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Fiction Fantasy Middle School

“Hand me that Buchner, will you Ren?”

Ren didn’t reply. Her dad snapped his fingers at her. “Hmm?” she said dreamily.

“Phone down, Ren,” he said sharply, not even having to look at her to know she was once again distracted by her phone. He was trying to teach her real, actual magic over here and she couldn’t stop staring at that tiny screen.

“Oh, right, sorry. I was just… it’s not important,” Ren said, cramming the phone into her pocket. She just stood then, staring at her dad.

“The Buchner, Ren,” he reminded her.

“Oh, sure. Got it!” Ren turned to the counter of glassware behind them. She was immediately overwhelmed. Which one was the Buchner again? Was it this round-bottomed thingy? No, no, no. It has an arm on it. She made her best guess and presented her dad with a flask.

“Wrong one,” he said, barely glancing at it.

“Ugh,” Ren groaned in frustration. She snatched the flask up and turned back to the counter and stared, having no clue which one her dad needed.

“I’ll give you a clue,” her dad said and her shoulders slumped even farther, if that was possible. His clues were never actually helpful to her. “We’re doing a vacuum filtration to separate the liquid from the pulp of the starfruit we just juiced.”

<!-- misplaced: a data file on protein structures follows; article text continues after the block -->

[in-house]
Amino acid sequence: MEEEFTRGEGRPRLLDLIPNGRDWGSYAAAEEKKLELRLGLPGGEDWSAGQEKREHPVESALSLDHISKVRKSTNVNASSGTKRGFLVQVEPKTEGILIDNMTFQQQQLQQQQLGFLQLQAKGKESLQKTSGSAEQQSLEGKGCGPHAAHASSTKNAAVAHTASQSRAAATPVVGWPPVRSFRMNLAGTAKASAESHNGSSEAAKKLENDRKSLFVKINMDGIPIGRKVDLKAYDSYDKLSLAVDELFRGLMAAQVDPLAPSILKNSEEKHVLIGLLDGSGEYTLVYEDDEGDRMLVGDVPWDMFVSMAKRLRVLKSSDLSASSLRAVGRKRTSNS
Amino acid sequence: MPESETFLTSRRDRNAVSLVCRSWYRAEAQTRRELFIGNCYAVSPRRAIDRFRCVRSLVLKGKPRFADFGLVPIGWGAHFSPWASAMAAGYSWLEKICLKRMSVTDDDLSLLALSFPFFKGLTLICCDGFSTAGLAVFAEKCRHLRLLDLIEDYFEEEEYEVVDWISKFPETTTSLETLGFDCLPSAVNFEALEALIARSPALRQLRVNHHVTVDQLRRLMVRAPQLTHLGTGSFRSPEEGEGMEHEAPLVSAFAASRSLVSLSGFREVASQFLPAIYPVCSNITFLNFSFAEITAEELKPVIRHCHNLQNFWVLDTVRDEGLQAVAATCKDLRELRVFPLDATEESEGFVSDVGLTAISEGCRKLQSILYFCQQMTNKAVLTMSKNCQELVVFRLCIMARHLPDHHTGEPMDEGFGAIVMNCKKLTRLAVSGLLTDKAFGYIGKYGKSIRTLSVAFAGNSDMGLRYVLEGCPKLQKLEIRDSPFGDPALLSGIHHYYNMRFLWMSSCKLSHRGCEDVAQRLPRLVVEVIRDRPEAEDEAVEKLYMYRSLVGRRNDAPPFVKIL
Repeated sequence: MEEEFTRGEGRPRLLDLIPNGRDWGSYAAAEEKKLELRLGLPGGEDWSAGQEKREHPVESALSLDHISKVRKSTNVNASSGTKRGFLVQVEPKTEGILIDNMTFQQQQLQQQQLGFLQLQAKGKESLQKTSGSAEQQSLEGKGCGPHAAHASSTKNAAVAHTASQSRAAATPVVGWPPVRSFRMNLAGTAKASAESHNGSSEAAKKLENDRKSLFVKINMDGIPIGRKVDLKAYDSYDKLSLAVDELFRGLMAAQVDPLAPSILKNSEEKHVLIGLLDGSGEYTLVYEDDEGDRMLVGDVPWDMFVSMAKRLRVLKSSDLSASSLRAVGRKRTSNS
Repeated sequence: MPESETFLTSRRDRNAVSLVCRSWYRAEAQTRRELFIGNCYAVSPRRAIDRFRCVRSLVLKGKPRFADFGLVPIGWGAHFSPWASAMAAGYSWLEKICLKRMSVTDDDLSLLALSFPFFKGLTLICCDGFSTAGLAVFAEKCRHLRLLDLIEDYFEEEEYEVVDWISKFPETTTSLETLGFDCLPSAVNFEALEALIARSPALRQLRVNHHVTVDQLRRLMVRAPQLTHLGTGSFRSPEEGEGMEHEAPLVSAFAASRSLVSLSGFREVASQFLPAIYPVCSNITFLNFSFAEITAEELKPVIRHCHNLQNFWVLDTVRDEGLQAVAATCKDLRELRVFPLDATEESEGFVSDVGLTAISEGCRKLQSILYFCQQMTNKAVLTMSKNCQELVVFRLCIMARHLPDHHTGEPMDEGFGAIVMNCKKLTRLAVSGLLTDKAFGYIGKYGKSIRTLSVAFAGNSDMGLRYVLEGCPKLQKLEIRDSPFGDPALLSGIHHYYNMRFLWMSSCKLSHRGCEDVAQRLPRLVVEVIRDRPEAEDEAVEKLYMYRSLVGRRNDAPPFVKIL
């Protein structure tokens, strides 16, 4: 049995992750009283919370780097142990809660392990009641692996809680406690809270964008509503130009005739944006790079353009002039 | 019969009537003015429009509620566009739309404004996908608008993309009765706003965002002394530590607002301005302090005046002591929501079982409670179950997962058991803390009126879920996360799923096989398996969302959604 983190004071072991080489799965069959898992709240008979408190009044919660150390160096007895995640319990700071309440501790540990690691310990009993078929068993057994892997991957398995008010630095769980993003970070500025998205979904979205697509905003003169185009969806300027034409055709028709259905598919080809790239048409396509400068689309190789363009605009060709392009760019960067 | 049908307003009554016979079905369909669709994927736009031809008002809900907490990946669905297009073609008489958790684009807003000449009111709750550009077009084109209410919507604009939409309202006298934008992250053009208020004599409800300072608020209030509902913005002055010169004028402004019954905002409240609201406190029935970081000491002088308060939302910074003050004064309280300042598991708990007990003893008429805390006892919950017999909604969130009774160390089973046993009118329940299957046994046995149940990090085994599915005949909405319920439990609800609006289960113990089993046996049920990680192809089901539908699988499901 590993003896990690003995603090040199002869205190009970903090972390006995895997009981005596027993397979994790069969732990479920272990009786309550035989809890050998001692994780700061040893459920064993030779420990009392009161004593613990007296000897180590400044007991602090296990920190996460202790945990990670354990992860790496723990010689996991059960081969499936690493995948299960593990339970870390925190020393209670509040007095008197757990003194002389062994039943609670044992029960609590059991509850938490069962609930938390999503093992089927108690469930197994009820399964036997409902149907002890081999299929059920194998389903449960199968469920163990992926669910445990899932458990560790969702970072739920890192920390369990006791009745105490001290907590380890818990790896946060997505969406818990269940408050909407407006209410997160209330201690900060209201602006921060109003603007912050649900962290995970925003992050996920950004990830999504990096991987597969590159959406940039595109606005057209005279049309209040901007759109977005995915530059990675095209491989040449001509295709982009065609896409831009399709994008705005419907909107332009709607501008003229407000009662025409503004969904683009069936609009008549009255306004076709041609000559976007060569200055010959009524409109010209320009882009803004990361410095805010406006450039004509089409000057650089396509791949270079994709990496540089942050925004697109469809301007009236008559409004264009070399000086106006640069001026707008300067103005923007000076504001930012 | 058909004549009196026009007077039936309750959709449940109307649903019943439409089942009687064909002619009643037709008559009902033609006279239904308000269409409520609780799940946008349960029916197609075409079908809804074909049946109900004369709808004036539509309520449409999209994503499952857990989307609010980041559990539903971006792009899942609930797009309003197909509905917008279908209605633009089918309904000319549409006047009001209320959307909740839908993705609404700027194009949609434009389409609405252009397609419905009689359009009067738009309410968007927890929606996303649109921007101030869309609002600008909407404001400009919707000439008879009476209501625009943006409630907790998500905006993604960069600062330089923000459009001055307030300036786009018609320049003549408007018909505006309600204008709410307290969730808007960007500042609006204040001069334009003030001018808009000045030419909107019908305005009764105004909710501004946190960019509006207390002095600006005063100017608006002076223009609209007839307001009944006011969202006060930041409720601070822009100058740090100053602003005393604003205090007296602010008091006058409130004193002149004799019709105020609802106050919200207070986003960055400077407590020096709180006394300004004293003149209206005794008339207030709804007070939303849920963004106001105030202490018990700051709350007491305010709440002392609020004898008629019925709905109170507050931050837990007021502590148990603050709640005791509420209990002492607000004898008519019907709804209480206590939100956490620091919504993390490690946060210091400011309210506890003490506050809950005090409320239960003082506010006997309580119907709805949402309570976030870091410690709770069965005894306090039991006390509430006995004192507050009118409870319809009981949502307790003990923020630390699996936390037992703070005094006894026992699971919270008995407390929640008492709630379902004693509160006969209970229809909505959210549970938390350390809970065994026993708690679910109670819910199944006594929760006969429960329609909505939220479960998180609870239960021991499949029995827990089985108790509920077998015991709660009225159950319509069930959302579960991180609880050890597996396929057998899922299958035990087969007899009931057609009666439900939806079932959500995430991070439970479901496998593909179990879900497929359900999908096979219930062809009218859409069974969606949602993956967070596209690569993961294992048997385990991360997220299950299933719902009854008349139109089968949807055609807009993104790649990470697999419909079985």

“Dad, I’m sorry, but I don’t know,” Ren was exasperated but sounded meek. She didn’t want to admit her shortcomings to her dad. “Can you please just tell me which one it is?”

He sighed and turned to grab the Buchner flask off the table of glassware. The one with the flat bottom and the tiny arm near the neck. He opened his mouth to ask Ren to get him the funnel and tubing they would need for the process, but thought better of it and took those out of the cabinet above them.

They both moved back to the main work table, Ren unable to hear her dad explaining, probably for the millionth time, this Bunchner vacuum whatever set-up. Even now when she knew she should really be paying attention, she just wasn’t interested and couldn’t force herself to be.

She caught the tail end of his explanation, as per usual. “See? That’s not too complicated, right?” Ren looked up and gave him a weak smile, betraying the fact that she had not listened at all and had no idea how this set-up worked or what it would accomplish.

“Ren, I know potions aren’t your thing, but this is the family business. And you’re all I have left. Who else am I going to teach this to?”

“Can’t you just get an apprentice or something?” Ren asked hopefully, though she knew the answer.

“It doesn't work that way, unfortunately,” her dad said, returning the weak smile.

“Unfortunate for me. I hate this and I’m crap at it. Why couldn’t our family business be video gaming? I’m good at that. And it’s way cooler than this.”

“It was unfortunate for me, too, when I was your age,” her dad mumbled in response.

“Nu-uh,” Ren said in disbelief. She’d only ever known her father as a potions master and couldn’t imagine him any other way.